Another assumption is that radiation is essentially random- it is unlikely for a single device to be hit in the same place more then once. This assumption may be somewhat violated as a device degrades and becomes more sensitive. However, in general if a single bit is corrupt, it does not seem likely for nearly bits to be necessarily corrupt.
The last assumption we will make is that the corruption occurs in memory devices liek flash, RAM, or EEPROM, but not in other devices. We need hardware mechanisms to prevent, for example, our processor registers from becoming corrupt. This can be done, either through design, redundancy, or choice of components to reduce sensitivity to radiation, but I'm no expert in that kind of thing and won't talk about it here.
Techniques for Detection and Correction of Radiation Corruption
Corruption is something that accumulates over time, so a system must check periodically in case it has been getting data corruption. The more corruption is present the harder it is to fix, so its important to check all memory devices at fixed intervels. This can be done around the order of minutes- every 10 minutes or every hour is not uncommon.
Nearly every system has some scrubbing, whether is it done automatically or by command. There can also be a mixture where some devices are scrubbed automatically while others are checked infrequently or even checked manually by downlinking their data and checking it on the ground.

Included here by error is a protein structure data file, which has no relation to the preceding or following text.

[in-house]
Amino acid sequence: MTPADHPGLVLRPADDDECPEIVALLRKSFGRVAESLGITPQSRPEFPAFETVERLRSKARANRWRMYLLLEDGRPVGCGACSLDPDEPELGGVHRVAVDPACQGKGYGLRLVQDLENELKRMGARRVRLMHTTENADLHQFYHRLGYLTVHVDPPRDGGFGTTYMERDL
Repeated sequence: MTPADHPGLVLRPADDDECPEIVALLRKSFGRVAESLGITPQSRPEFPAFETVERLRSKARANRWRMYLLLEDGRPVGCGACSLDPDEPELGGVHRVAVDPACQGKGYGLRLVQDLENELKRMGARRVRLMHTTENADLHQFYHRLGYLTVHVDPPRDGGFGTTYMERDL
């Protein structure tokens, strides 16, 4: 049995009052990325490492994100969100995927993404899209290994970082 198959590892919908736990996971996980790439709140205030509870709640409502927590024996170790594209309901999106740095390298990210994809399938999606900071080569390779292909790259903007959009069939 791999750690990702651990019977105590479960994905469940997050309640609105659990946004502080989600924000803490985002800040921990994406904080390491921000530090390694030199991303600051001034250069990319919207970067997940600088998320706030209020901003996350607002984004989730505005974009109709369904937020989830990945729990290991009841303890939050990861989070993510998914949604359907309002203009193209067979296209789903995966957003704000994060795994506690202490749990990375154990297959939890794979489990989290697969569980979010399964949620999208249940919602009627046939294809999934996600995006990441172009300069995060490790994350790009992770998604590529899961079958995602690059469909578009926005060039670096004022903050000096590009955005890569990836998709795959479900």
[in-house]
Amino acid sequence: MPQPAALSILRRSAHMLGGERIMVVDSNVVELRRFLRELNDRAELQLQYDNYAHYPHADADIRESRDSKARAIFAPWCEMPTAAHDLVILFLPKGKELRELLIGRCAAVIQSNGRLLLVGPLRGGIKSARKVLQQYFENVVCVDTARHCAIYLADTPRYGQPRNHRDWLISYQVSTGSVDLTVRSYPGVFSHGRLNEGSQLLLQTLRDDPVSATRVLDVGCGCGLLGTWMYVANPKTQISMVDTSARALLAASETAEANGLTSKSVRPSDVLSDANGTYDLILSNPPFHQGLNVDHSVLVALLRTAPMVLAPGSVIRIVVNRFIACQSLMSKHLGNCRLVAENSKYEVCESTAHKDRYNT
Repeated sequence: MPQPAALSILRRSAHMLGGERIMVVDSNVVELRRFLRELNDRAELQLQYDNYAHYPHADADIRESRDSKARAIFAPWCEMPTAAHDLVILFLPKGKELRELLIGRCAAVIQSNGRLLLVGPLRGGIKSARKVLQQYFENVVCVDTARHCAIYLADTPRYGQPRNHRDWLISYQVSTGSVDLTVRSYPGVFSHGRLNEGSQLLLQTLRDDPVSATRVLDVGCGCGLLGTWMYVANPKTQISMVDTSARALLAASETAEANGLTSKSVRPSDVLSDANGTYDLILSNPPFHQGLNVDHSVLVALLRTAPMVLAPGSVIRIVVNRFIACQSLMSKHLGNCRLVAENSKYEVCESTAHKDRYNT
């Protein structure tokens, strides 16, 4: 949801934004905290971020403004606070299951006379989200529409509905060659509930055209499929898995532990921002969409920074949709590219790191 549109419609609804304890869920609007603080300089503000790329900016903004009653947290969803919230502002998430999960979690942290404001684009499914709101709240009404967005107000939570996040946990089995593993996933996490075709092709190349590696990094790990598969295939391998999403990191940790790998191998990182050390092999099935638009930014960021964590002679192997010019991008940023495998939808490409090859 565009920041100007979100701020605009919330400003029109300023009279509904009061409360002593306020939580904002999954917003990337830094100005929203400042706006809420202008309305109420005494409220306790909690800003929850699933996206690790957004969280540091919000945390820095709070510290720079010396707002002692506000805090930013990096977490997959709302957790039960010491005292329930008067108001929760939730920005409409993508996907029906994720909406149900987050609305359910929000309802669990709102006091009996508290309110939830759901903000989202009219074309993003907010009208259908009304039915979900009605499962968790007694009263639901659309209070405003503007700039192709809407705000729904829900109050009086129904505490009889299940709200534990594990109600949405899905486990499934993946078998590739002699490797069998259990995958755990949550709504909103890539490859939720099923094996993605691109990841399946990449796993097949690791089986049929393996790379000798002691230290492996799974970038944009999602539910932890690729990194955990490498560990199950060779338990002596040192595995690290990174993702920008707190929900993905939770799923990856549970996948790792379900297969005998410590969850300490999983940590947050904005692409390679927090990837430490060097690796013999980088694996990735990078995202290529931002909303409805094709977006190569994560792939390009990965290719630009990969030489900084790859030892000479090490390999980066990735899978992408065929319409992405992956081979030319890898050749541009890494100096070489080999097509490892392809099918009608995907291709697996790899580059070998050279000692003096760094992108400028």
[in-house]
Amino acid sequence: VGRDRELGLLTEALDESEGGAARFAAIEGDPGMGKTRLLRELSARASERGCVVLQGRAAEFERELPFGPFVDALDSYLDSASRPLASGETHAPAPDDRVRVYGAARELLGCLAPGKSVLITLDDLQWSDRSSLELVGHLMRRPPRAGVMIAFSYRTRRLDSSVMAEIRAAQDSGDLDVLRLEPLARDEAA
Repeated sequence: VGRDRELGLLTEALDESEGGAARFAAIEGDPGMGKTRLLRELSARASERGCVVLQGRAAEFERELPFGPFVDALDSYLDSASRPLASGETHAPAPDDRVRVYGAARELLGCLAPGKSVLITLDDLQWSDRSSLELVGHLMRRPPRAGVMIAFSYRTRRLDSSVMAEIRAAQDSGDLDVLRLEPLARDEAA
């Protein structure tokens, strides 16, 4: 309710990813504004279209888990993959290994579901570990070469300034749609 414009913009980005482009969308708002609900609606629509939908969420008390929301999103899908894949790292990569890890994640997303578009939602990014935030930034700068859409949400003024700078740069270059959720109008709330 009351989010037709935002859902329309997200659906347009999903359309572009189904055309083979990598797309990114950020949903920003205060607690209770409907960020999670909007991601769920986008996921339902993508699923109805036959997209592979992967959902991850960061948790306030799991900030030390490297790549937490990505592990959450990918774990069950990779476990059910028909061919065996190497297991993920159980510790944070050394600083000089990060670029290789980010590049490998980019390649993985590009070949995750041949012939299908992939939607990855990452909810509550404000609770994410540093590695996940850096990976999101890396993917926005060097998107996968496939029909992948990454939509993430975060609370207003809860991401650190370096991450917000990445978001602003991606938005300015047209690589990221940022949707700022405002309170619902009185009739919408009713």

Errors are detected on reads when the detection is done in hardware, so often a scrubber is just a low priority task that reads from certain memory ranges corresponding to each device that requires protection. If an error occurs, we get a notification and we can correct it- say a corruption in RAM that triggers an interrupt with a register giving the location and corrected value to write back to RAM.
Make sure to report when errors have to be corrected. This is the kind of information we can track on the ground and start to determine if a particular location is failing more often then others for trending purposes. In some cases we can start to avoid that location if it exceeds a certain error rate. The one pitfall here is to make sure to limit the number of errors you report- there are a lot of locations in a memory device and you don't want to report thousands of errors in some kind of anamolous case where every location is in error.